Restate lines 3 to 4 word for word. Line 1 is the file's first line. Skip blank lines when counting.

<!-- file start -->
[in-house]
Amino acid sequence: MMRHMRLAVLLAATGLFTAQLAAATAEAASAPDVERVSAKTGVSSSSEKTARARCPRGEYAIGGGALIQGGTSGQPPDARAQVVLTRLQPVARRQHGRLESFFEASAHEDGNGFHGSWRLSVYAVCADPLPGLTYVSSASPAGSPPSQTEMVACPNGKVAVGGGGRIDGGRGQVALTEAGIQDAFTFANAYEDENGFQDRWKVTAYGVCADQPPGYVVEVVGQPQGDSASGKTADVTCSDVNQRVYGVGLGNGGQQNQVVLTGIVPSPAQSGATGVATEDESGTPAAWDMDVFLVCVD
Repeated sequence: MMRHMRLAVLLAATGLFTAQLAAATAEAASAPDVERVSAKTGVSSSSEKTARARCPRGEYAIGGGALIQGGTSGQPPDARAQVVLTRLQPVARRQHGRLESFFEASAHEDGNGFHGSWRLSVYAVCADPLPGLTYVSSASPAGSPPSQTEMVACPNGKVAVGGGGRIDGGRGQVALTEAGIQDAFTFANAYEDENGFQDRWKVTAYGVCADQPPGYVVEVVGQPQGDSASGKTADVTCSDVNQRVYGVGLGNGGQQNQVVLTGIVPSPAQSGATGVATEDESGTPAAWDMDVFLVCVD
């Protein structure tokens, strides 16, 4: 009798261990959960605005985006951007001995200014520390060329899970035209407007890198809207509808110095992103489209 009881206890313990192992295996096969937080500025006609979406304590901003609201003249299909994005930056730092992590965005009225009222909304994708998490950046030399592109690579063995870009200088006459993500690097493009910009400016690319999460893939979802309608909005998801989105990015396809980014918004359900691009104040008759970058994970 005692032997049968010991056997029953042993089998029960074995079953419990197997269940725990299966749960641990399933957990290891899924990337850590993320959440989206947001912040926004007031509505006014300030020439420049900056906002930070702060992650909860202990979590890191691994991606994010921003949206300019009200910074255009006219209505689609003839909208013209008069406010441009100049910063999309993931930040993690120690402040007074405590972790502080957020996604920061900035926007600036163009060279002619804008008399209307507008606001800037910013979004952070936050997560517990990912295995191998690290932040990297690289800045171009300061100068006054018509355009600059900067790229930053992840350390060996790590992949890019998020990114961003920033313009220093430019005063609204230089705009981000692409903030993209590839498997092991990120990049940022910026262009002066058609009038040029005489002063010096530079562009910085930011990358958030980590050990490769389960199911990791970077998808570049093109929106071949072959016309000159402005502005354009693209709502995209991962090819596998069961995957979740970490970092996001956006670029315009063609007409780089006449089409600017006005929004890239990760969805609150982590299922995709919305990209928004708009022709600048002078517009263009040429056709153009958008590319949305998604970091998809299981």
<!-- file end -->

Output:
Repeated sequence: MMRHMRLAVLLAATGLFTAQLAAATAEAASAPDVERVSAKTGVSSSSEKTARARCPRGEYAIGGGALIQGGTSGQPPDARAQVVLTRLQPVARRQHGRLESFFEASAHEDGNGFHGSWRLSVYAVCADPLPGLTYVSSASPAGSPPSQTEMVACPNGKVAVGGGGRIDGGRGQVALTEAGIQDAFTFANAYEDENGFQDRWKVTAYGVCADQPPGYVVEVVGQPQGDSASGKTADVTCSDVNQRVYGVGLGNGGQQNQVVLTGIVPSPAQSGATGVATEDESGTPAAWDMDVFLVCVD
């Protein structure tokens, strides 16, 4: 009798261990959960605005985006951007001995200014520390060329899970035209407007890198809207509808110095992103489209 009881206890313990192992295996096969937080500025006609979406304590901003609201003249299909994005930056730092992590965005009225009222909304994708998490950046030399592109690579063995870009200088006459993500690097493009910009400016690319999460893939979802309608909005998801989105990015396809980014918004359900691009104040008759970058994970 005692032997049968010991056997029953042993089998029960074995079953419990197997269940725990299966749960641990399933957990290891899924990337850590993320959440989206947001912040926004007031509505006014300030020439420049900056906002930070702060992650909860202990979590890191691994991606994010921003949206300019009200910074255009006219209505689609003839909208013209008069406010441009100049910063999309993931930040993690120690402040007074405590972790502080957020996604920061900035926007600036163009060279002619804008008399209307507008606001800037910013979004952070936050997560517990990912295995191998690290932040990297690289800045171009300061100068006054018509355009600059900067790229930053992840350390060996790590992949890019998020990114961003920033313009220093430019005063609204230089705009981000692409903030993209590839498997092991990120990049940022910026262009002066058609009038040029005489002063010096530079562009910085930011990358958030980590050990490769389960199911990791970077998808570049093109929106071949072959016309000159402005502005354009693209709502995209991962090819596998069961995957979740970490970092996001956006670029315009063609007409780089006449089409600017006005929004890239990760969805609150982590299922995709919305990209928004708009022709600048002078517009263009040429056709153009958008590319949305998604970091998809299981």